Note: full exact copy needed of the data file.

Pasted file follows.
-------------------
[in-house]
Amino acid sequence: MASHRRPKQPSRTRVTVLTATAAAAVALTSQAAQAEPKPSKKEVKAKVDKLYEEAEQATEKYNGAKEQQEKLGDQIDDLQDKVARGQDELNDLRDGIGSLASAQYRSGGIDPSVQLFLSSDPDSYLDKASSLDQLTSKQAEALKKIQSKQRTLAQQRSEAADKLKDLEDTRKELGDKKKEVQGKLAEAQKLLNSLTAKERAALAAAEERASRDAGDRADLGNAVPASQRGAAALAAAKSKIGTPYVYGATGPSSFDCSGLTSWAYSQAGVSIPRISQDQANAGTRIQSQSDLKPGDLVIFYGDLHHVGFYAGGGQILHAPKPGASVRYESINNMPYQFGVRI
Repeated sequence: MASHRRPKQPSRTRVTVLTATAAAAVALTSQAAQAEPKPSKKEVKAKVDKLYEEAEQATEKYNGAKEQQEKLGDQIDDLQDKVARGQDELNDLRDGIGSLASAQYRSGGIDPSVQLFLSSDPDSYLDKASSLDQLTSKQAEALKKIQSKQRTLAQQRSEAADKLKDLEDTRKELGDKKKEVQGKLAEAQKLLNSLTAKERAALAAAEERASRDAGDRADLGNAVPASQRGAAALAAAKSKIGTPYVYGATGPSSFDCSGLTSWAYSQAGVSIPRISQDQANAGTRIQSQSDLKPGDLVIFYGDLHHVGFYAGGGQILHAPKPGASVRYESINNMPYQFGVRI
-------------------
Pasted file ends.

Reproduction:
[in-house]
Amino acid sequence: MASHRRPKQPSRTRVTVLTATAAAAVALTSQAAQAEPKPSKKEVKAKVDKLYEEAEQATEKYNGAKEQQEKLGDQIDDLQDKVARGQDELNDLRDGIGSLASAQYRSGGIDPSVQLFLSSDPDSYLDKASSLDQLTSKQAEALKKIQSKQRTLAQQRSEAADKLKDLEDTRKELGDKKKEVQGKLAEAQKLLNSLTAKERAALAAAEERASRDAGDRADLGNAVPASQRGAAALAAAKSKIGTPYVYGATGPSSFDCSGLTSWAYSQAGVSIPRISQDQANAGTRIQSQSDLKPGDLVIFYGDLHHVGFYAGGGQILHAPKPGASVRYESINNMPYQFGVRI
Repeated sequence: MASHRRPKQPSRTRVTVLTATAAAAVALTSQAAQAEPKPSKKEVKAKVDKLYEEAEQATEKYNGAKEQQEKLGDQIDDLQDKVARGQDELNDLRDGIGSLASAQYRSGGIDPSVQLFLSSDPDSYLDKASSLDQLTSKQAEALKKIQSKQRTLAQQRSEAADKLKDLEDTRKELGDKKKEVQGKLAEAQKLLNSLTAKERAALAAAEERASRDAGDRADLGNAVPASQRGAAALAAAKSKIGTPYVYGATGPSSFDCSGLTSWAYSQAGVSIPRISQDQANAGTRIQSQSDLKPGDLVIFYGDLHHVGFYAGGGQILHAPKPGASVRYESINNMPYQFGVRI